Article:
Parliamentarian Aly El-Moselhy, head of the parliament’s Economic Affairs Committee, said that they called upon the governor of the Central Bank of Egypt (CBE) to provide a detailed report on Egypt’s foreign debt and the timetable for the repayment of premiums and interest.
He told Daily News Egypt that CBE governor Tarek Amer promised to send the report within days, during a meeting at the parliament last Monday held to explain monetary policy developments in the coming period.
The total external debt of Egypt is currently standing at $60bn in the first three months of the current fiscal year (FY) 2016/2017, compared to $55.7bn at the end of the previous FY.
The International Monetary Fund (IMF) posed expectations for the debt to rise to $66bn at the end of the current FY, then to $102bn by 2021, which represents 26% of the GDP.
El-Moselhy said that Amer had earlier said that the IMF estimates for the exchange rate are EGP 11-11.5 per US dollar after the flotation. In response, according to El-Moselhy, the head of the IMF mission to Egypt Chris Jarvis remarked that the pound had fallen below their expectations.
Yet, El-Moselhy stressed that the flotation decision was righteous, urging the government to promote investment and production to reduce the huge import bill and increase exports.
He added that the monetary policy pursued by the CBE was necessary to restore confidence in the Egyptian economy and create a good investment climate that supports domestic investment and helps attract foreign investment.
He noted that the government should then follow an economic policy that encourages the increase of exports and boosts domestic production, while reducing government spending and adding more people to the social security net to help the most vulnerable groups bear the reform measures.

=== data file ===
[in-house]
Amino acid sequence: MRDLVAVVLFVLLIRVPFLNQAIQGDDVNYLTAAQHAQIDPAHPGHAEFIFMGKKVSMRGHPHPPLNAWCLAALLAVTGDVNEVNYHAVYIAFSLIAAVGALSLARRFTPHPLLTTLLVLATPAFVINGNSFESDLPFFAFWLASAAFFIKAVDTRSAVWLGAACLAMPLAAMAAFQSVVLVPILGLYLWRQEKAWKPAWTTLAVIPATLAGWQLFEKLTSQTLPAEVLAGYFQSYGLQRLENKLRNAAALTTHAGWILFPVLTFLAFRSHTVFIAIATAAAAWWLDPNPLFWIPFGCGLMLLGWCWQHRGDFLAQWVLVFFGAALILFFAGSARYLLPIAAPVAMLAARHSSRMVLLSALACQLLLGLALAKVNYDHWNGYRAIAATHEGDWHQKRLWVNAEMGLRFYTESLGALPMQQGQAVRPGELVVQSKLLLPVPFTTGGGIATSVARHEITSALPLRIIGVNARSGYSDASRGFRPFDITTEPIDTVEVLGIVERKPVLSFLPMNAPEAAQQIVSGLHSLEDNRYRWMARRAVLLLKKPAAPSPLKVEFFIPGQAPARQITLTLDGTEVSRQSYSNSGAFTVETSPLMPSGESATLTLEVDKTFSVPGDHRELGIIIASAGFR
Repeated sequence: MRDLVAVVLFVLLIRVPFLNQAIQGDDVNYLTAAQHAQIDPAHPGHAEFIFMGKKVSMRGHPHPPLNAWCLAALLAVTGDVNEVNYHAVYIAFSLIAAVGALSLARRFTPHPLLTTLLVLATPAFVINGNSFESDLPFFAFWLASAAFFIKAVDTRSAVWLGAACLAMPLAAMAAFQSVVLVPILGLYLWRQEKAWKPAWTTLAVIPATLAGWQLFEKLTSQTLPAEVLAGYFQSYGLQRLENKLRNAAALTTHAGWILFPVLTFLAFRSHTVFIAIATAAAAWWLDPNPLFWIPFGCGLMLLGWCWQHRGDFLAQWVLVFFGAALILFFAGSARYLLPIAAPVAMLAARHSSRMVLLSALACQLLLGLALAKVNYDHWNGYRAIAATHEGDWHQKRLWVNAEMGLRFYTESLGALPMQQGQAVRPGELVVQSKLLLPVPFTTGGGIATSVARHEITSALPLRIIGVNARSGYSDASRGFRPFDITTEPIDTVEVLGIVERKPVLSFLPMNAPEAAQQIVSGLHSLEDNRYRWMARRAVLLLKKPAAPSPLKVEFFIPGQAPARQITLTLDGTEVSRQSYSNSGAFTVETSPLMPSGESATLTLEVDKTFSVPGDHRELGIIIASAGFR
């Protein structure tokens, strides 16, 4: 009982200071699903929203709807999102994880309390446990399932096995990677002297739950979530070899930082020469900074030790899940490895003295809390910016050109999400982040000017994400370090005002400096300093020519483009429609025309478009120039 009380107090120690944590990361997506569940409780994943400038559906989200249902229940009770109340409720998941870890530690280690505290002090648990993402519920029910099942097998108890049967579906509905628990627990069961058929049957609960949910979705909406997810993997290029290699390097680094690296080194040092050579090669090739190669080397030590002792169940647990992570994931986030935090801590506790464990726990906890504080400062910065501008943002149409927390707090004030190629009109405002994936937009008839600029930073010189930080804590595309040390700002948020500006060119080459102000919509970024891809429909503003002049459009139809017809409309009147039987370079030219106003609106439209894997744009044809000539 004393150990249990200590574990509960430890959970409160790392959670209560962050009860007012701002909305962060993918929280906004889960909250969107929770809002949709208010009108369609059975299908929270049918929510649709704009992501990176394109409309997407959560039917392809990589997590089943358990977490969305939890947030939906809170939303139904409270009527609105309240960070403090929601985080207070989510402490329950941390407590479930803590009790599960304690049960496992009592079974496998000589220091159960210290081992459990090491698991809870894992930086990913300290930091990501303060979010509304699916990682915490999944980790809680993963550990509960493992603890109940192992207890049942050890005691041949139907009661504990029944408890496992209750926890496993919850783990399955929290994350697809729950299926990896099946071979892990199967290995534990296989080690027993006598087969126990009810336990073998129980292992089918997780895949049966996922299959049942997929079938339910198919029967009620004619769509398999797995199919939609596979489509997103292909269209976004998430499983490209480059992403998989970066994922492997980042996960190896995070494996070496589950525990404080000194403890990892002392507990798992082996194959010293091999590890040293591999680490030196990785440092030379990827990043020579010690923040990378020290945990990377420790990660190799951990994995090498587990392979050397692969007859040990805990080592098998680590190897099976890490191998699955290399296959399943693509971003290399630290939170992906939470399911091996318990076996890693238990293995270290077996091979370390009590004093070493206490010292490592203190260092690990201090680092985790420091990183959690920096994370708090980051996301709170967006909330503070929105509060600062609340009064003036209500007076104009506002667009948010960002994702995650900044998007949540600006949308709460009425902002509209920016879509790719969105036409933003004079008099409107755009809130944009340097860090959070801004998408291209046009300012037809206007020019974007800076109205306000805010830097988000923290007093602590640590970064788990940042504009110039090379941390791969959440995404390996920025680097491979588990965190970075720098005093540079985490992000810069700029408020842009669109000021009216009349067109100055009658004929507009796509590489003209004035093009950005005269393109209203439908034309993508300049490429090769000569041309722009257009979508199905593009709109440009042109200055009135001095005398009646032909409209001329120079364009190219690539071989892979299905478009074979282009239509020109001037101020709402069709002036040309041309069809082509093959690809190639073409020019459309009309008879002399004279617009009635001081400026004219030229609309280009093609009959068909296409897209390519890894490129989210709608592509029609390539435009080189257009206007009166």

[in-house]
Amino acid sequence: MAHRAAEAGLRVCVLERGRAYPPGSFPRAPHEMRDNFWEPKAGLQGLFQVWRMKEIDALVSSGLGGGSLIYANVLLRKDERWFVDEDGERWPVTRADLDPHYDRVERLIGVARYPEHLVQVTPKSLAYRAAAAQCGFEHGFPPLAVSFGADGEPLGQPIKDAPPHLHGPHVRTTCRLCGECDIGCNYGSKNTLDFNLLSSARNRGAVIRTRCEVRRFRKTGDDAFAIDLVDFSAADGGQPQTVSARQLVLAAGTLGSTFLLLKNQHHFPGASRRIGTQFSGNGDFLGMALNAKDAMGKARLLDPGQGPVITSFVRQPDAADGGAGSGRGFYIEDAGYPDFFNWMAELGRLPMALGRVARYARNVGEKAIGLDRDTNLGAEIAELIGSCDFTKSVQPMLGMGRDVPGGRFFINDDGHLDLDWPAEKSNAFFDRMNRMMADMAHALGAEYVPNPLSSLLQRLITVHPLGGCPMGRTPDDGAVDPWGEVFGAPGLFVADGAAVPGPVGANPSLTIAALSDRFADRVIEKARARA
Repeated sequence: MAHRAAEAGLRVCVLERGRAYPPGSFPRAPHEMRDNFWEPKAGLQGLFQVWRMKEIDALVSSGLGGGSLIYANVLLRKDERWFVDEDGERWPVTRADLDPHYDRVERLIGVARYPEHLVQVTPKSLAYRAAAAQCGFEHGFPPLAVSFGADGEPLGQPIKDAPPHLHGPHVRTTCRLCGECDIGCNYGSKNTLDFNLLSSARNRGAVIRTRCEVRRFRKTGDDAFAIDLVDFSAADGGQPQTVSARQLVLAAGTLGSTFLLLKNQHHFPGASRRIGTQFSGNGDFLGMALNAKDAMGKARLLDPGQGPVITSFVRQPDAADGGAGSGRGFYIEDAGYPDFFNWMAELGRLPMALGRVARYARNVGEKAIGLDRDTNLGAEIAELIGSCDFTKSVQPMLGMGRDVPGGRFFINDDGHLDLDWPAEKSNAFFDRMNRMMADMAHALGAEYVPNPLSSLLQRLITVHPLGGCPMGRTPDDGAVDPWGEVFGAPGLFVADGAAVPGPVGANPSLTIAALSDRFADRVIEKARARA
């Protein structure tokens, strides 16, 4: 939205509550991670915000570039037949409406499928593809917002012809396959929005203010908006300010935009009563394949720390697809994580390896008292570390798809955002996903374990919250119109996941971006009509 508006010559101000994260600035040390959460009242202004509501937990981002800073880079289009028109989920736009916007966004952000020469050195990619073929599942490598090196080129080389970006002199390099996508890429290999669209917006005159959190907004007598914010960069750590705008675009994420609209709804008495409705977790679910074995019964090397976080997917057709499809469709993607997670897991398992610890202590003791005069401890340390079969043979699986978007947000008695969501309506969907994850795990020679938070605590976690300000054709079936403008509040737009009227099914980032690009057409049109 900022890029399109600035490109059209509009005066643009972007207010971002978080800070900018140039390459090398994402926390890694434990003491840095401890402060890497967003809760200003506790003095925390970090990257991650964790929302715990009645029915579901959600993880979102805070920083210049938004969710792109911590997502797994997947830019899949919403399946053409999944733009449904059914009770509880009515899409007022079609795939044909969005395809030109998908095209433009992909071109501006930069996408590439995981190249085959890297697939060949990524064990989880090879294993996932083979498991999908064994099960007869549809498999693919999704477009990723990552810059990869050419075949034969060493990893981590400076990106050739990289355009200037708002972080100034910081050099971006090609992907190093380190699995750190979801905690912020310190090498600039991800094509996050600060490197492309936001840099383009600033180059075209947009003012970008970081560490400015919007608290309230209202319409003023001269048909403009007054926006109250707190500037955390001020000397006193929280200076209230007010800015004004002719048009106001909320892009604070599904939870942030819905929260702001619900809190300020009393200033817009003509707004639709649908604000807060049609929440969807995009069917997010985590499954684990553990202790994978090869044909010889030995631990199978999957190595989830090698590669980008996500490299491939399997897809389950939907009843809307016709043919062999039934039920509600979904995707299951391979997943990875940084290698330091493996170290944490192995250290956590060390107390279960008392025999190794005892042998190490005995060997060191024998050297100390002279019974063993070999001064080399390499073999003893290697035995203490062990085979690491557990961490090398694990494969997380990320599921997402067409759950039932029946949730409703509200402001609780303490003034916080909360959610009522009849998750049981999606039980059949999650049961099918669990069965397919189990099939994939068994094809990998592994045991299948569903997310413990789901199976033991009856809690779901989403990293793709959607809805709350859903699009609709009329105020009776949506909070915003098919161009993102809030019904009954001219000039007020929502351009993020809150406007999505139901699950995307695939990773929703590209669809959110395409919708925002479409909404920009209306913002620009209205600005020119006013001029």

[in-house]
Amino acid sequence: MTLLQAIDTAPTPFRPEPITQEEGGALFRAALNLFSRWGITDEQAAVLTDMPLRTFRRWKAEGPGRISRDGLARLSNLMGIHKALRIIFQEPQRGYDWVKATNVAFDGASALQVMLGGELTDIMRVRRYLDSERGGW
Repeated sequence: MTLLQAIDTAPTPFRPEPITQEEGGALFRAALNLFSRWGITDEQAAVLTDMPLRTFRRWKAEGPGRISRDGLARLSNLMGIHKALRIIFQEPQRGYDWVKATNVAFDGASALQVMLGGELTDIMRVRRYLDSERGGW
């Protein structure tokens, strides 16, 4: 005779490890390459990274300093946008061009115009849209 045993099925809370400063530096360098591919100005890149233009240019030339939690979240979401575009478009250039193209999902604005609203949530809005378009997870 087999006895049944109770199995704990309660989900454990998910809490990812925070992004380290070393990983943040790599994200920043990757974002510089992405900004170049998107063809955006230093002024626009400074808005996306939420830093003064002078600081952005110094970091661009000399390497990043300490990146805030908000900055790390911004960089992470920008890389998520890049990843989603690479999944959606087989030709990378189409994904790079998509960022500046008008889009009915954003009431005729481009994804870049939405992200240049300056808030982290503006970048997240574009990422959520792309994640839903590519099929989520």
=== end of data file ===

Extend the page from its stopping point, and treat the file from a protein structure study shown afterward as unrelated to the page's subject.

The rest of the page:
During the meeting at the parliament, Amer said that tourism revenue fell to $3.4bn in 2016 compared to $11bn in 2010.
Meanwhile, the balance of payments deficit hiked from $4bn in 2010 to register $20bn in mid-June 2016, which pushed the CBE to float the pound and curb the deficit.
Amer noted that export earnings fell from $24bn in 2010 to $19bn in 2016.
Moreover, he said that the value of imports also increased from $49bn in 2010 to $57bn in 2016, which created a gap between exports and imports that reflected on the balance of payments.
In addition, Amer reviewed his plan to expand the state’s foreign exchange reserves, as well as to accelerate the pace of attracting foreign direct investment and begin implementing the government’s IPO programme.
The plan also includes offering international bonds, increasing the banking sector’s supply of hard cash, restoring remittances from Egyptians abroad, boosting exports in two years, and encouraging the return of tourism.
As for the CBE’s plan to curb hard cash consumption, Amer said that the CBE will reduce the balance of payments gap and work to include more components in the production of the local industry, in addition to reviewing imports and developing a plan to tighten conditions for licensing imports.
The results of the Egyptian pound’s flotation until now:
Source: Central Bank of Egypt